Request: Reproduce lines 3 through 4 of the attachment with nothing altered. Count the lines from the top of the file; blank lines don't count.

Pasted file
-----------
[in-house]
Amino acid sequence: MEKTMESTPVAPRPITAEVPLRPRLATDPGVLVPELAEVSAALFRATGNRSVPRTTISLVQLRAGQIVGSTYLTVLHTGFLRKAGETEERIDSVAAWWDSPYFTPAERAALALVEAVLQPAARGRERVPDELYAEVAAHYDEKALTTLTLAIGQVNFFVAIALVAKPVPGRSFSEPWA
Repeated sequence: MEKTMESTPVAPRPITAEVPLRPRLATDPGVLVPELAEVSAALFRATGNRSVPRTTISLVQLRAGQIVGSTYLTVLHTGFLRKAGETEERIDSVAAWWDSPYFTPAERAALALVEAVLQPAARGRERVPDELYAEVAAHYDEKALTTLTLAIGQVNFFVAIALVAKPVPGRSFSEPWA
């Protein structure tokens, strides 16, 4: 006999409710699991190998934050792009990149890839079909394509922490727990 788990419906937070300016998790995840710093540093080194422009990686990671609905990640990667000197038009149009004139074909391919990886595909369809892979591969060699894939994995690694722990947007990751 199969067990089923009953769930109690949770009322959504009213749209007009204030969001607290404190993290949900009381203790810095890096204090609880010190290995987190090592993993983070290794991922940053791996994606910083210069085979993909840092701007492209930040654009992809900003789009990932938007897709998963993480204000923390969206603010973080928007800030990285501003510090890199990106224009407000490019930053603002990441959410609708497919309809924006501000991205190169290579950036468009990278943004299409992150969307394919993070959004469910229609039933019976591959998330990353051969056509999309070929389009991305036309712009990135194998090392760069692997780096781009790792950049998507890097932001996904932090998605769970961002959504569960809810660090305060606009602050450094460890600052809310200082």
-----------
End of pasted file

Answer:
Repeated sequence: MEKTMESTPVAPRPITAEVPLRPRLATDPGVLVPELAEVSAALFRATGNRSVPRTTISLVQLRAGQIVGSTYLTVLHTGFLRKAGETEERIDSVAAWWDSPYFTPAERAALALVEAVLQPAARGRERVPDELYAEVAAHYDEKALTTLTLAIGQVNFFVAIALVAKPVPGRSFSEPWA
């Protein structure tokens, strides 16, 4: 006999409710699991190998934050792009990149890839079909394509922490727990 788990419906937070300016998790995840710093540093080194422009990686990671609905990640990667000197038009149009004139074909391919990886595909369809892979591969060699894939994995690694722990947007990751 199969067990089923009953769930109690949770009322959504009213749209007009204030969001607290404190993290949900009381203790810095890096204090609880010190290995987190090592993993983070290794991922940053791996994606910083210069085979993909840092701007492209930040654009992809900003789009990932938007897709998963993480204000923390969206603010973080928007800030990285501003510090890199990106224009407000490019930053603002990441959410609708497919309809924006501000991205190169290579950036468009990278943004299409992150969307394919993070959004469910229609039933019976591959998330990353051969056509999309070929389009991305036309712009990135194998090392760069692997780096781009790792950049998507890097932001996904932090998605769970961002959504569960809810660090305060606009602050450094460890600052809310200082």